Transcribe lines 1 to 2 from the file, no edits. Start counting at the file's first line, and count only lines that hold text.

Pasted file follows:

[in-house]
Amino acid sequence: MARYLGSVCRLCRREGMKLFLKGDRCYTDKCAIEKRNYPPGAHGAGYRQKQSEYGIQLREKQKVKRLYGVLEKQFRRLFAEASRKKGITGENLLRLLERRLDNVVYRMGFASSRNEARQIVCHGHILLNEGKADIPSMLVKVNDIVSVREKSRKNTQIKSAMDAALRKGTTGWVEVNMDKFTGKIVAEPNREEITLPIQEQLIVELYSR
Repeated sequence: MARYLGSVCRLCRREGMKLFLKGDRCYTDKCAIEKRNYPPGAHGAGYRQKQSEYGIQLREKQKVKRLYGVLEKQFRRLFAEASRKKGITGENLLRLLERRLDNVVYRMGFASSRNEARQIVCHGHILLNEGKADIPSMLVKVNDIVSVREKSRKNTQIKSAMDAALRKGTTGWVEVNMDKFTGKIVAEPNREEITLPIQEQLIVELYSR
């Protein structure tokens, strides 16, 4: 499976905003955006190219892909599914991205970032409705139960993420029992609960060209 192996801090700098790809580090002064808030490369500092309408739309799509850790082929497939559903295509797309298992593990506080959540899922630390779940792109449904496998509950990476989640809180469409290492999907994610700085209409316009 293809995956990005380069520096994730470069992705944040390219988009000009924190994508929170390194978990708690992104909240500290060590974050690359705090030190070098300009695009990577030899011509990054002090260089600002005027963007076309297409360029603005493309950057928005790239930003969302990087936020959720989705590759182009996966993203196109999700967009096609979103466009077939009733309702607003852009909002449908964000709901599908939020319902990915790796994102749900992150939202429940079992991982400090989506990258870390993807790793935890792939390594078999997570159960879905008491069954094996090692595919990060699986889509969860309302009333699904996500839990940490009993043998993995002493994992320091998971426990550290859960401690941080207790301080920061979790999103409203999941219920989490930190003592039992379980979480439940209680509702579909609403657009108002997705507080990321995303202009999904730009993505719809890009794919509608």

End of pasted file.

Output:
[in-house]
Amino acid sequence: MARYLGSVCRLCRREGMKLFLKGDRCYTDKCAIEKRNYPPGAHGAGYRQKQSEYGIQLREKQKVKRLYGVLEKQFRRLFAEASRKKGITGENLLRLLERRLDNVVYRMGFASSRNEARQIVCHGHILLNEGKADIPSMLVKVNDIVSVREKSRKNTQIKSAMDAALRKGTTGWVEVNMDKFTGKIVAEPNREEITLPIQEQLIVELYSR